Specifically, until April 10, 2014, it would appear by all accounts that a state legislature would be free to fashion a crowdfunding regime within its borders which would allow an issuer to throw up a crowdfunding campaign on its own internet site – without the need to utilize an intermediary – be it a licensed broker-dealer or otherwise.
However, on April 10, 2014, the SEC Staff put a chill on any thoughts a state legislature might have to craft an intrastate crowdfunding structure which would permit an issuer to conduct its own crowdfunding campaign – on its own website.
On April 10, 2014, the Staff of the SEC’s Division of Corporation Finance quietly issued a tersely wordedinterpretive ruling, which sent a chilling message to the 50 states and their legislatures: in the opinion of the Staff of the SEC Division of Corporation Finance, an issuer would be violating the Securities Act of 1933, which regulates the sale of securities by an issuer of securities, if it conducted an otherwise lawful intrastate crowdfunded offering on its own website, bypassing a licensed intermediary. However, the Staff ruled, the same activity by a licensed broker-dealer would not invalidate an otherwise lawful intrastate sale of securities. This SEC ruling, if valid, would trump any state crowdfunding legislation to the contrary.
It seems that the Staff at the SEC Division of Corporation Finance is not (yet) willing to allow small business crowdfunders to disintermediate a licensed broker-dealer intermediary – a Staff goal undoubtedly shared by organizations such as the North American Securities Administrators Association, Inc. (NASAA), a powerful national lobbying organization of state securities administrators which derives a portion of its financial support from FINRA administered state broker licensing exams. Yes, that’s right – an international lobbying organization inclusive of Canada and Mexico which derives direct financial support from these state exams.
However, what is most perplexing, indeed disturbing, is that this informal ruling by the SEC Staff represents a 180 degree about face from a lengthy, well reasoned interpretive release issued by the SEC in 1998 in a parallel situation involving cross-border international offerings on the internet by U.S. companies – to the effect that any limitations on internet solicitations by an issuer would be less restrictive than those faced under federal law for a licensed broker-dealer. So it seems the Staff quietly took a major step backwards on April 10, 2014, when faced with an analogous situation involving U.S. intrastate crowdfunded offerings.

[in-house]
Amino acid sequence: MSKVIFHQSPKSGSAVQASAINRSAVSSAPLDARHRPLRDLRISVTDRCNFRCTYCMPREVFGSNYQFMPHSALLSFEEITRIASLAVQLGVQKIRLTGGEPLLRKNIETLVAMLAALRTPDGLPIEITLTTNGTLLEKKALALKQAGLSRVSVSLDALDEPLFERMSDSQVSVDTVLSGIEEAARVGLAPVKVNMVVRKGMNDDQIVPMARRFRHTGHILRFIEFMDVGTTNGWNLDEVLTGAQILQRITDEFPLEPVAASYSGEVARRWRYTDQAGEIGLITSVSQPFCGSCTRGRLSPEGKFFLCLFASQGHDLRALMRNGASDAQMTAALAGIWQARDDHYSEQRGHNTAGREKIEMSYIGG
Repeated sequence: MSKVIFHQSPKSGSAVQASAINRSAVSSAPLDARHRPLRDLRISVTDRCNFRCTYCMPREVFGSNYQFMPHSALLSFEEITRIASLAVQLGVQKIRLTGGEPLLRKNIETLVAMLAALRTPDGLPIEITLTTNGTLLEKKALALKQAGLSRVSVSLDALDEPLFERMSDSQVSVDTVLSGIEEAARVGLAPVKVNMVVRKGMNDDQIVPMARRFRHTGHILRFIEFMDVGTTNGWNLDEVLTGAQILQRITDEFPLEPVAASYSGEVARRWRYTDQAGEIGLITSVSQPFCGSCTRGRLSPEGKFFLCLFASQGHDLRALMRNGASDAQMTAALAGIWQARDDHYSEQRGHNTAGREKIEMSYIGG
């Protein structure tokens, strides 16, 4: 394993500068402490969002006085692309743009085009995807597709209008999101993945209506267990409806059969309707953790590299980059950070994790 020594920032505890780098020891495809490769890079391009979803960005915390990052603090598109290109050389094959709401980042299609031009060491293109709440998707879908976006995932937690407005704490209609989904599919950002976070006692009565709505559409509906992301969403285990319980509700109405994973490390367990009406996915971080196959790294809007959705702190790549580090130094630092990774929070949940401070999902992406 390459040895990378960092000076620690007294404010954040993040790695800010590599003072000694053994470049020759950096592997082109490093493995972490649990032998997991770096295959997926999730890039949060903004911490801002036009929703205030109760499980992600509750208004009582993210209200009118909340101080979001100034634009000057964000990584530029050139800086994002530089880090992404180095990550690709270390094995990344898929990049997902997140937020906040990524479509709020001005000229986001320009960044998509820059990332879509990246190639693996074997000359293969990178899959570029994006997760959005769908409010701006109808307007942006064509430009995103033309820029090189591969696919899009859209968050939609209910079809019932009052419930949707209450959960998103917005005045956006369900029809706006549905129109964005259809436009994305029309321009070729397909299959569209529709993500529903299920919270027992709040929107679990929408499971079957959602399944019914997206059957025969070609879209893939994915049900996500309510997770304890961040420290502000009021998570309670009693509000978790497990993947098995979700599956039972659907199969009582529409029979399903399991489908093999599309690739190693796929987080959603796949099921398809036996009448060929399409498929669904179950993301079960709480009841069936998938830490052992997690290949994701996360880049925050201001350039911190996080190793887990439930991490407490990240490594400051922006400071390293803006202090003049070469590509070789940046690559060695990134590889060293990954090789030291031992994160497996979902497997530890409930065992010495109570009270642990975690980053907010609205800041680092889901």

So while the crowdfunding world is keenly focused on a much delayed 585 page SEC release, and the SEC publicly bemoans a more than five year rulemaking backlog, the Staff at the SEC’s Division of Corporation Finance has found the time togratuitously issue a ruling which interferes with a state’s ability to fashion its own crowdfunding regime. And perhaps even more perplexing – no one outside the SEC had even asked for this ruling – at least not through formal, transparent channels.
So what prompted this Staff ruling – and what can and should be done to avoid further informal, intrusions which threaten to hijack state legislative measures such as intrastate crowdfunding, at the expense of small business, by circumventing more transparent rulemaking processes?
This is precisely the question I intend to ask Commissioner Daniel Gallagher in a meeting I have formally requested with him – to discuss the procedures which led up to this ruling under the noses of five SEC Commissioners– and what can and should be done to prevent future missteps. I have my theory as to what prompted this ruling– which, if accurate, does not bode well for small business capital formation in matters going beyond the scope of the April 10 ruling.
Stay tuned. The fat lady is just getting warmed up. Hopefully Washington will be listening.